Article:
Among the anthracyclines, both liposomal doxorubicin and idarubicin have been demonstrated to cross the blood-brain barrier. Liposomal doxorubicin has been used in a phase II study of 15 patients with recurrent high-grade gliomas. Although there were no objective responses, more than 50% of patients achieved stable disease for 3 months or more. Idarubicin is an orally bioavailable anthracycline that achieves high levels in brain tumor tissue. Idarubicin has demonstrated activity against systemic disease in patients with breast cancer, but is associated with a risk of cardiac dysfunction. There are no reports of responses of brain metastases from breast cancer to either agent. Moreover, many patients presenting in the current era with brain metastases have already received anthracycline-based adjuvant chemotherapy, making these agents less attractive in the setting of recurrent disease.
Despite its limited CNS penetration across an intact blood-brain barrier, fluorouracil has been a component of several effective regimens for brain metastases. More recently, capecitabine, an oral fluoropyrimidine, was reported to induce the dramatic regression of multiple brain metastases in a woman who had experienced disease progression in her CNS despite treatment with paclitaxel, tamoxifen, procarbazine, lomustine, fluorouracil, and thalidomide.
There has been increasing interest in the role of the platinums in the treatment of breast cancer. Stewart measured cisplatin levels at autopsy in brain tissue. Clinically relevant drug levels were present in brain metastases, yet were undetectable in adjacent normal brain, supporting the hypothesis that the blood-brain barrier is dysfunctional in brain metastases. In two prospective studies of patients with breast cancer, the combination of cisplatin and etoposide produced CNS response rates of 38% to 55%.129,130 There are no reports of carboplatin's activity against brain metastases from breast cancer. However, carboplatin may achieve slightly higher CNS concentrations than cisplatin, and is an active agent in systemic breast cancer. Furthermore, carboplatin has produced CNS responses in ovarian and lung cancer, both as a single agent and in combination with etoposide or paclitaxel.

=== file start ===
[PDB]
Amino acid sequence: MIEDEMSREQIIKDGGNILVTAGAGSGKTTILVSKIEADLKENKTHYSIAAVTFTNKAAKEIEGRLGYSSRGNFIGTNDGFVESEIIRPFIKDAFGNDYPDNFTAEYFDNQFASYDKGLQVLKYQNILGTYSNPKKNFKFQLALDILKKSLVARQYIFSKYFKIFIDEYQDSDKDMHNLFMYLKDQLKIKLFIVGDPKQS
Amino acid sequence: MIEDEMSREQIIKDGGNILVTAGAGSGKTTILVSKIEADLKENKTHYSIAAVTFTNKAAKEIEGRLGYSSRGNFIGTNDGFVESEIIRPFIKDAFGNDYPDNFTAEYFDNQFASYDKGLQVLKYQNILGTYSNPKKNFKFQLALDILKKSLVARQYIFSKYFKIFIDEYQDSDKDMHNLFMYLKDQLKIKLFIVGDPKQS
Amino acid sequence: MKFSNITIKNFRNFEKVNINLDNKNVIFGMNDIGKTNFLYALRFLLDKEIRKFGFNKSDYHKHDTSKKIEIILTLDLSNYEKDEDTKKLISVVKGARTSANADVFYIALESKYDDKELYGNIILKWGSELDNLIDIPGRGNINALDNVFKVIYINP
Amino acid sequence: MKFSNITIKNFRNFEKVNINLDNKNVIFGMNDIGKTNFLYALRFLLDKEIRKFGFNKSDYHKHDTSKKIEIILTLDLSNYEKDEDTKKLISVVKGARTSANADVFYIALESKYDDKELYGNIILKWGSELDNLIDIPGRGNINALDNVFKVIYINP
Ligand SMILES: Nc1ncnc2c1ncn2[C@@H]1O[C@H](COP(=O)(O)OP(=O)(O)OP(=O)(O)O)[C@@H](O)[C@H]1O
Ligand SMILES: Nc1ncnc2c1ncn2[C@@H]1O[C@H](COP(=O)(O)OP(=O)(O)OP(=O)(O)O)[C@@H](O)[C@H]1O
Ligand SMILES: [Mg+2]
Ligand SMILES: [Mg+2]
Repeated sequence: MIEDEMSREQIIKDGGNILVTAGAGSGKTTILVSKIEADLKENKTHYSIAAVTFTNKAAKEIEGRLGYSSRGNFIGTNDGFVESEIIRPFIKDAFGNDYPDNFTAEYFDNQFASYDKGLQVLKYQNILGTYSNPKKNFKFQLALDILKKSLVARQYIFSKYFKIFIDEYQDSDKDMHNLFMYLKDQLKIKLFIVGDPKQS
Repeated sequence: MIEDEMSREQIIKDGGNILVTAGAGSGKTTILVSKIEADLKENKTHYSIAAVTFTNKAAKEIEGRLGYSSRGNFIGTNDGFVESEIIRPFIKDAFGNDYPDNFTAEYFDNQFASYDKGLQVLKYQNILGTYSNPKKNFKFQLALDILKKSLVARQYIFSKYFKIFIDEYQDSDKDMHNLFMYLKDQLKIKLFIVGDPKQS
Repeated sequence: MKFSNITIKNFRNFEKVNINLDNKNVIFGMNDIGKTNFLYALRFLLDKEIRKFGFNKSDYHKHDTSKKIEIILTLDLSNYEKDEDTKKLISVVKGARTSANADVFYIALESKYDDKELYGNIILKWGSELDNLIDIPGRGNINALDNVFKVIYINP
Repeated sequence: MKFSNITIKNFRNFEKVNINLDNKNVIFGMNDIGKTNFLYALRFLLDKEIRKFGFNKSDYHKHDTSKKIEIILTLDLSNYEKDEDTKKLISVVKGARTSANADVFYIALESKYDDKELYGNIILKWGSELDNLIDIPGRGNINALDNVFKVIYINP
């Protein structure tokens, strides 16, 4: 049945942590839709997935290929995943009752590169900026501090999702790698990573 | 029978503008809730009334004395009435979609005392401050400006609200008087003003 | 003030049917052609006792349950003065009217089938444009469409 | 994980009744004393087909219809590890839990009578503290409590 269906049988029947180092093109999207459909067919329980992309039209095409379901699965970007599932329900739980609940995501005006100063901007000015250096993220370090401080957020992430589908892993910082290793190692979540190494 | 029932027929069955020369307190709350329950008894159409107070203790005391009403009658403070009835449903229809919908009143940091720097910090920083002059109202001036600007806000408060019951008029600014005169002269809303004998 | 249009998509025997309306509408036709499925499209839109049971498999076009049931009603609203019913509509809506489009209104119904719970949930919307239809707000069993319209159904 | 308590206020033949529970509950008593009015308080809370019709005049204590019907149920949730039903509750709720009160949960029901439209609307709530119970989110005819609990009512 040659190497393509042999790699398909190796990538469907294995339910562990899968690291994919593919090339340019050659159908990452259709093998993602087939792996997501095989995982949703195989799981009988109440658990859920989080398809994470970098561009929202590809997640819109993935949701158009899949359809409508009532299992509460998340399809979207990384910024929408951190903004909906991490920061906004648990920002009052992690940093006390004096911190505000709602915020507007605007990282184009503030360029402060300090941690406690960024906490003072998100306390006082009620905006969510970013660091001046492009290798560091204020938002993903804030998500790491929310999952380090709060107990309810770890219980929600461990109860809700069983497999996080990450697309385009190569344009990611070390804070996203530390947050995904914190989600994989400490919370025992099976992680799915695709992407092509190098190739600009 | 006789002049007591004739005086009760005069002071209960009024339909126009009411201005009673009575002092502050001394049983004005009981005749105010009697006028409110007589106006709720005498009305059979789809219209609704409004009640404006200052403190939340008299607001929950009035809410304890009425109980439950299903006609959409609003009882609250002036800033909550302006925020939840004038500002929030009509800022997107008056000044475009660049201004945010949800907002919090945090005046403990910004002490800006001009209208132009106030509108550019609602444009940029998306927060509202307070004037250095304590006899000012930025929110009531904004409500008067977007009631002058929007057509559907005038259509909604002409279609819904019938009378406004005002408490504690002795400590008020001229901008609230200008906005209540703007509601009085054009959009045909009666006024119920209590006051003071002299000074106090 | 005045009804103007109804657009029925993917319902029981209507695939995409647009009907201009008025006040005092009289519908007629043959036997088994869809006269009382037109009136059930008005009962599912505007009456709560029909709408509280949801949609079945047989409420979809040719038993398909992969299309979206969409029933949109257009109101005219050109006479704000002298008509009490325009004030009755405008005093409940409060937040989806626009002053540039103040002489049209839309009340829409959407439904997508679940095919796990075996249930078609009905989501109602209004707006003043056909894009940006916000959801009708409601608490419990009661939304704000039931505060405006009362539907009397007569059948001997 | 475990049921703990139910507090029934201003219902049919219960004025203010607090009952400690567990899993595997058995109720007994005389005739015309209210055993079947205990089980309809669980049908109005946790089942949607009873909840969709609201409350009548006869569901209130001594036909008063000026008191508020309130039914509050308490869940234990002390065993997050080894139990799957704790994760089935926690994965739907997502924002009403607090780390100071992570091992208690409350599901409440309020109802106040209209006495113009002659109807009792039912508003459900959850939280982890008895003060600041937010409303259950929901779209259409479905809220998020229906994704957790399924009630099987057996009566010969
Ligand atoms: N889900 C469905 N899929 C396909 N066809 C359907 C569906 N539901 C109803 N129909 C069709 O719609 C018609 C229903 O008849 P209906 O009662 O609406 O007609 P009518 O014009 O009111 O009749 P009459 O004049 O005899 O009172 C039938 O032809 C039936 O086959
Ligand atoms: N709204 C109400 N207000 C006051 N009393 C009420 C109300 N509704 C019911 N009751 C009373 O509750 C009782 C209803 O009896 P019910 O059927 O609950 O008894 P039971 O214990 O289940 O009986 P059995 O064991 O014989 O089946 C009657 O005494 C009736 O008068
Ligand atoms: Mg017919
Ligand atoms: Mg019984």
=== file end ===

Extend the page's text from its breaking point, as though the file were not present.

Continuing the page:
Bendamustine, an alkylating agent, is active against systemic sites of breast cancer, producing a 27% objective response rate among heavily pretreated patients. There has been one case report of activity against brain metastases when given at standard doses. Temozolomide is an oral alkylating agent that readily crosses the blood-brain barrier. Among 72 breast cancer patients treated with temozolomide for brain metastases, five responses have been reported. For patients who have not previously received cranial irradiation, a more promising option may be concurrent radiotherapy with temozolomide.126,127 In a randomized, phase II trial of 52 patients with brain metastases, five of whom had a primary diagnosis of breast cancer, the combination of temozolomide and WBRT resulted in a higher objective response rate (96% v 67%; P = .017), improved neurologic function, and a trend toward improved survival compared with RT alone. However, temozolomide has minimal activity against systemic breast cancer, which is a major disadvantage because the majority of patients with CNS involvement have coexisting systemic disease.
In most circumstances, chemotherapy is reserved for patients whose CNS disease has progressed despite WBRT and/or SRS. The ability of a drug to penetrate the intact blood-brain barrier does not necessarily correlate with its activity against brain metastases. Therefore, the choice of therapy is guided by an agent's activity against breast cancer in general, with preference given to drugs that have been reported to produce objective responses in the CNS.